4B.5 Multifunction Demonstration of the CASA Polarimetric, X-band, Phased-Array, Flat Panel Radar

Tuesday, 8 January 2013: 9:45 AM
Room 9C (Austin Convention Center)
Robert Palumbo, Univ. of Massachusetts, Amherst, MA; and K. Wood, E. Knapp, D. McLaughlin, and D. Pepyne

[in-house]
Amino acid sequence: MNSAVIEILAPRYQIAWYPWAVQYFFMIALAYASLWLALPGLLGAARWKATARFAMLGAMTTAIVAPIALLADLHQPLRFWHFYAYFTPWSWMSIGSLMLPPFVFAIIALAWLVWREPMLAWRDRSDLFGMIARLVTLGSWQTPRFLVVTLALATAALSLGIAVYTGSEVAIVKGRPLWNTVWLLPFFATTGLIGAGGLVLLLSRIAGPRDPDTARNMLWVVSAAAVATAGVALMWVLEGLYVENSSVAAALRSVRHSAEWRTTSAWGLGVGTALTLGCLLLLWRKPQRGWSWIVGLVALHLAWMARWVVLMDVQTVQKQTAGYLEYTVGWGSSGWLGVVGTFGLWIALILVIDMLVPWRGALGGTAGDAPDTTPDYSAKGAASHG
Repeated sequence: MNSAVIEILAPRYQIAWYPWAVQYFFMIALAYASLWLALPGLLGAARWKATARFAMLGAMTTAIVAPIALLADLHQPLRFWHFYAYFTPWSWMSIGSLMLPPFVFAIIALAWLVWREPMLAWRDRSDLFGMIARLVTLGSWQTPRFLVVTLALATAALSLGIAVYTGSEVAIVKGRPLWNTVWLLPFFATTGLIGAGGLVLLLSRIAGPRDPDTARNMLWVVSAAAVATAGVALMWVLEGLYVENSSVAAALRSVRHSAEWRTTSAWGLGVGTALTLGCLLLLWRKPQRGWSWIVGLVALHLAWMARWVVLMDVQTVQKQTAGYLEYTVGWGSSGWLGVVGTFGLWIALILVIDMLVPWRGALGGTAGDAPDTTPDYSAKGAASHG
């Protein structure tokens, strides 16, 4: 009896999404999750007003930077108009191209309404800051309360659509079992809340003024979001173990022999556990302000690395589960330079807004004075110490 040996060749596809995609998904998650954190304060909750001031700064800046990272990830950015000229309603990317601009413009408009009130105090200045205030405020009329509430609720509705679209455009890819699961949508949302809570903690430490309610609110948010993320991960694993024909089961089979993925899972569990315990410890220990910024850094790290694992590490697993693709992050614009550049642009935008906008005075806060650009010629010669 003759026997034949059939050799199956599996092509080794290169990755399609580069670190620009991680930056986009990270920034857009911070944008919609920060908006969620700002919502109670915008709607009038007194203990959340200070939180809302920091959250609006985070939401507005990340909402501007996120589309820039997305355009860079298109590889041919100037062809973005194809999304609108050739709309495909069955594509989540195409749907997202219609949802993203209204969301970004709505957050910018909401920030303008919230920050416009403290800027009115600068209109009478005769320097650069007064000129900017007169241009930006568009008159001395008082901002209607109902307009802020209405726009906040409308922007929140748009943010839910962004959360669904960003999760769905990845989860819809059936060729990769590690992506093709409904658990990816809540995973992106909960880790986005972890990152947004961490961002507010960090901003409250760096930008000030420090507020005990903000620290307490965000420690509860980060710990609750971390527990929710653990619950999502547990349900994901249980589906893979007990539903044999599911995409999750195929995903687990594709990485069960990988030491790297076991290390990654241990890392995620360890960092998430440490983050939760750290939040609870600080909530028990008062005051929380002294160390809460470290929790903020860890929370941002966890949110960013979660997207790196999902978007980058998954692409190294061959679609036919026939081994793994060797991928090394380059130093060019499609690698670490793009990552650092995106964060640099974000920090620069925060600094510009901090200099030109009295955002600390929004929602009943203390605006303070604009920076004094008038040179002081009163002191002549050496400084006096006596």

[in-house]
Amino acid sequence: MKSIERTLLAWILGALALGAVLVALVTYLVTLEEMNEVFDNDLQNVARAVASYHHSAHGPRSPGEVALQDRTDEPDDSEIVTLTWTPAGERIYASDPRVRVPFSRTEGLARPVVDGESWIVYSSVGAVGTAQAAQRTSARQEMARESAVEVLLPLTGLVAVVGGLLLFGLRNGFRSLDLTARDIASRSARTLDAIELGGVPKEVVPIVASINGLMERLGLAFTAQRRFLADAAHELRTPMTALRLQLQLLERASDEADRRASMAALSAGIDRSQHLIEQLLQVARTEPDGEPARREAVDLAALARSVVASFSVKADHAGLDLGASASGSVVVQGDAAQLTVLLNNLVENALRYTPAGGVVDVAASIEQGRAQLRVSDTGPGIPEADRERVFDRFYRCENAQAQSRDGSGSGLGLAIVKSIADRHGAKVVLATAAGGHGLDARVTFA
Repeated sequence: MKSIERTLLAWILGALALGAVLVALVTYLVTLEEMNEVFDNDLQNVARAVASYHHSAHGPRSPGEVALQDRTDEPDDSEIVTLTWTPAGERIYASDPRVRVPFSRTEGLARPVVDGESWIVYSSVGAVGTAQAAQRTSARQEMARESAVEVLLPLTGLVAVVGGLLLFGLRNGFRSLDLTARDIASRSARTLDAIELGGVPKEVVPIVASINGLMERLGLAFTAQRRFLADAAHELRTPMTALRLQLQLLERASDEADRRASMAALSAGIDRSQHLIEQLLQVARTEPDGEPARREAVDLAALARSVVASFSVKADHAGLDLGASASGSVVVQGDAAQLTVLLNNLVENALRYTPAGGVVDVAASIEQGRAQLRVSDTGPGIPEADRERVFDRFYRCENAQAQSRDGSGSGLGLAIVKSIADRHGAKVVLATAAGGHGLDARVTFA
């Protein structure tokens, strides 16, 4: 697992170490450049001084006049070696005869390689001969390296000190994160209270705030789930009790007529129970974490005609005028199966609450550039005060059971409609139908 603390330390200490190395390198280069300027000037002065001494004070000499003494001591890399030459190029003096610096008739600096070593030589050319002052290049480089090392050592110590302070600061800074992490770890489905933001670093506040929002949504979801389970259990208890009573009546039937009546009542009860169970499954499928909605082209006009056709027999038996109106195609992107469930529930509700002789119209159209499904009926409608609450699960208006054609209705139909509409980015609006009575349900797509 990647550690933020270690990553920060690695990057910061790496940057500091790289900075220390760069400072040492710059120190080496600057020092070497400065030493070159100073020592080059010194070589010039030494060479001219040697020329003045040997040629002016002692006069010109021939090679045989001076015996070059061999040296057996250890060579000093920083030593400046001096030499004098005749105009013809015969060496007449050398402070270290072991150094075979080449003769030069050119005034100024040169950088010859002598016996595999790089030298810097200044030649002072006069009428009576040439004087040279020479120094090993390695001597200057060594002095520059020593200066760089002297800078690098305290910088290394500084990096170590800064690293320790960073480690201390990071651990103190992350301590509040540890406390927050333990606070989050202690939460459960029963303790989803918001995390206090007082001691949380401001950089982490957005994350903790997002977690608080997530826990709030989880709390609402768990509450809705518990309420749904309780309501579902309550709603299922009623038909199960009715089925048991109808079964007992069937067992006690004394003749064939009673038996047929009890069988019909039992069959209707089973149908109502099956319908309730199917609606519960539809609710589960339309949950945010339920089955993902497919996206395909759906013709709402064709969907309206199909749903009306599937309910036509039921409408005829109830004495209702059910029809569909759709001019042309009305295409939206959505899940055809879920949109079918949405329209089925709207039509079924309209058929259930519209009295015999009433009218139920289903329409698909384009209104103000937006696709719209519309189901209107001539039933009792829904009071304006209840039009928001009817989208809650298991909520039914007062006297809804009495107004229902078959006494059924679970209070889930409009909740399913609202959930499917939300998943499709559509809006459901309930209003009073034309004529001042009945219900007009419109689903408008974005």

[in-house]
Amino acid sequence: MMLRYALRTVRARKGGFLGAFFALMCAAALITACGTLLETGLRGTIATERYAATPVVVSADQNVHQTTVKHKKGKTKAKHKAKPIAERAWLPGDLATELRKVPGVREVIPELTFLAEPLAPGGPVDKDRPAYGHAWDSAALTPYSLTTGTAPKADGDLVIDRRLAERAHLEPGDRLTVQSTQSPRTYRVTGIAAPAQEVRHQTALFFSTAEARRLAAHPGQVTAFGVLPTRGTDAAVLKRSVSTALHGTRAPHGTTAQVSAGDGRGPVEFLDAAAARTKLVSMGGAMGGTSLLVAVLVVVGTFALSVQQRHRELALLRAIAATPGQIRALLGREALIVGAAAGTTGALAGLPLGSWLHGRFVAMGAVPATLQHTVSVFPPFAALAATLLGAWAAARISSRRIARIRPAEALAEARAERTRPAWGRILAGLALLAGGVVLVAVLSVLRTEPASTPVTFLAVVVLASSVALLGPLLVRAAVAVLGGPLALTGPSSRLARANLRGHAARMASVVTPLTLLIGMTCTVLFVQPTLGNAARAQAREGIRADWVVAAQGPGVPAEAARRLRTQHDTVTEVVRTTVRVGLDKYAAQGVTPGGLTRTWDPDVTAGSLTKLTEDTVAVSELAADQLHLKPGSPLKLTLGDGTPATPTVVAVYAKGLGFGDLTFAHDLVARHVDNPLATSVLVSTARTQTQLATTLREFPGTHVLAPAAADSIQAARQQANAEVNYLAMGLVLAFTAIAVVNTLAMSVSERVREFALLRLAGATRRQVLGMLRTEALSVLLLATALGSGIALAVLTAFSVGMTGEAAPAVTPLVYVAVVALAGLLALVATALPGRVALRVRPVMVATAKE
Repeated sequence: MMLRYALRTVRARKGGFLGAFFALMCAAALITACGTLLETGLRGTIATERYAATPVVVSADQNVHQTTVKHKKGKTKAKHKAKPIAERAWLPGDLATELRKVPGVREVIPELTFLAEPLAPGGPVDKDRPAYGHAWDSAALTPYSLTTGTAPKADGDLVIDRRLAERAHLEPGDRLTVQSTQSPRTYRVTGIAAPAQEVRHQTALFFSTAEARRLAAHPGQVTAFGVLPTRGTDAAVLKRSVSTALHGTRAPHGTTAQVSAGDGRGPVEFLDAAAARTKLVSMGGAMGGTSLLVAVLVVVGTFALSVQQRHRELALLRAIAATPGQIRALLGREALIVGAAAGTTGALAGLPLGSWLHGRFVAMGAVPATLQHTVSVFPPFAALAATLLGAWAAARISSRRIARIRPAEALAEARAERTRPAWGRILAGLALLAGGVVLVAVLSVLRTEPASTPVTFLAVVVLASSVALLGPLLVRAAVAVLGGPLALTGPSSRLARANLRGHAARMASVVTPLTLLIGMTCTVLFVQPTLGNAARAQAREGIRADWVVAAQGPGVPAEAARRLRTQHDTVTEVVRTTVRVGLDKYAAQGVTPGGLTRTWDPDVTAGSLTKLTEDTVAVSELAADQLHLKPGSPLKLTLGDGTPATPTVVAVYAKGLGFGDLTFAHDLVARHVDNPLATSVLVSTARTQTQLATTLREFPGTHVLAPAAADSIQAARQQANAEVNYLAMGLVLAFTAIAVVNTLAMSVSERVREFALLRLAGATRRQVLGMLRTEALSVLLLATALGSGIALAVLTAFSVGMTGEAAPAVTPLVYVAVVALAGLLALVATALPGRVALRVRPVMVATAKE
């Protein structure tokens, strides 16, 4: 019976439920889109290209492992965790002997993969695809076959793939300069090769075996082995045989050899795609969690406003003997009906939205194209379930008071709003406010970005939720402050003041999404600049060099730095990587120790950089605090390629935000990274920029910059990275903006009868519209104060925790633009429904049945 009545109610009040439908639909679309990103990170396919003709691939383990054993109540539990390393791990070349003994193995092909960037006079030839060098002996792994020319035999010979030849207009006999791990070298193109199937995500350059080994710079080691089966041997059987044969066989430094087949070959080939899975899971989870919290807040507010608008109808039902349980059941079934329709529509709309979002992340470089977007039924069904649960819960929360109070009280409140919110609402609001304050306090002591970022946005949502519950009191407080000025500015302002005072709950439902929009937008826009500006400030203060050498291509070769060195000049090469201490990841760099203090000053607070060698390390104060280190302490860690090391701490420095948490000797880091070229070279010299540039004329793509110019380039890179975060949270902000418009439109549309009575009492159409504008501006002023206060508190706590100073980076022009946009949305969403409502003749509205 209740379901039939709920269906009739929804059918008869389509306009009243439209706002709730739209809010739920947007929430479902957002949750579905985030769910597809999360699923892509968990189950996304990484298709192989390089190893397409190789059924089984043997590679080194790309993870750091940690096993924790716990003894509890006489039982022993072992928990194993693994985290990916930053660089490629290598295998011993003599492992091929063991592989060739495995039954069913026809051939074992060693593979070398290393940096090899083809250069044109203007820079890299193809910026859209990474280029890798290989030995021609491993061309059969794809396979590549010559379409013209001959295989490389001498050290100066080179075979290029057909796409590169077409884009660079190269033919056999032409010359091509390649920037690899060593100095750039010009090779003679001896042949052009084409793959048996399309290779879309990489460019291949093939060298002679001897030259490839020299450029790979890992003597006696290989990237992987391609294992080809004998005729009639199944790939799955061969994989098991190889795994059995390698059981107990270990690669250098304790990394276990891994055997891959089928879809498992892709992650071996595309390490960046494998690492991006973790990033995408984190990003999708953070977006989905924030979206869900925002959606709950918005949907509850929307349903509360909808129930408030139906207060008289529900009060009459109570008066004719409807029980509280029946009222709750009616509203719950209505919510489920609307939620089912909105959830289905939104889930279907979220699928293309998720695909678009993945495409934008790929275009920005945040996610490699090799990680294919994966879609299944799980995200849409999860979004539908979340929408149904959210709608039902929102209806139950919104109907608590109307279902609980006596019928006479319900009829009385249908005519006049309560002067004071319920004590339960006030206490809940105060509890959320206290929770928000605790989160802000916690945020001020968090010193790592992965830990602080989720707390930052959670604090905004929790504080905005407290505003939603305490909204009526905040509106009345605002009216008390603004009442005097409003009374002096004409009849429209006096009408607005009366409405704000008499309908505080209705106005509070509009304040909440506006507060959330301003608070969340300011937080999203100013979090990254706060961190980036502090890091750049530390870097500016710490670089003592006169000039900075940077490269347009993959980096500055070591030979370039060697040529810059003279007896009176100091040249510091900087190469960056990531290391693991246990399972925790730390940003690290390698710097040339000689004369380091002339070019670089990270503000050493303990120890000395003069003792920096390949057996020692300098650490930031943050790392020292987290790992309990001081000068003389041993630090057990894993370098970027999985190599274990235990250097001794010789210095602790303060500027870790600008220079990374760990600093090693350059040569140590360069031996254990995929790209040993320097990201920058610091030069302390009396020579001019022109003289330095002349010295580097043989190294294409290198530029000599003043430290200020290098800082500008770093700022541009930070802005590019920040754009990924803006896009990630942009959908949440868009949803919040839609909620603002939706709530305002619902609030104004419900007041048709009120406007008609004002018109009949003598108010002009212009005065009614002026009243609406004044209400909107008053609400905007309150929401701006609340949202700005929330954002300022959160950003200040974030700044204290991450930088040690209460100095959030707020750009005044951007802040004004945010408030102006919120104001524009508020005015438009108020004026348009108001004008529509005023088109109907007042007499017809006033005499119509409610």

Over the past nine years, the NSF Engineering Research Center for Collaborative Adaptive Sensing of the Atmosphere (CASA) has been developing and deploying new technologies for better low-altitude weather observations based on dense networks of small X-band, polarimetric radars. While much of CASA's work has used mechanically scanned prototypes, electronically scanned phased array radars remain a key enabler to full realization of the CASA concept, due to their low maintenance costs, ease of installation on the sides of buildings and other existing infrastructure, and the flexibility of their instantaneous electronic beam positioning capabilities. In this paper, we present initial results from the first-ever low-cost phased array, polarimetric radar: the CASA X-Band Phase-Tilt Radar. This radar consists of three major subcomponents: a 1 square-meter aperture, dual-polarized, X-band, phase-tilt antenna; a low cost custom transceiver; and an embedded signal-processing computer. The phase-tilt antenna performs electronic beam steering in the azimuth direction while mechanically steering (tilting) in the elevation direction. The low-power electronics of the antenna combined with electronic steering in only one dimension reduces the manufacturing complexity and number of transmit/receive (T/R) elements for reduced cost. The flat panel form-factor of the antenna combined with low radiation hazard allows the radar to be installed directly onto existing infrastructure in urban areas. The low-cost transceiver provides adaptive beam positioning and waveform control in order to support rapid-updates of regions where meteorological and other objects are detected, while continuing to observe the surrounding area for changing conditions. The embedded signal processing computer calculates dual-polarized weather products in real-time, performing the coordinate transformations from phase-tilt to mechanically scanned geometry for downstream processing by standard commercial analysis software. The embedded computer also supports situational awareness by observing and monitoring nearby aircraft during system operation. After a brief description of the CASA X-Band Phase-Tilt Radar, test data will be presented to illustrate some of the radar's multifunction capabilities.
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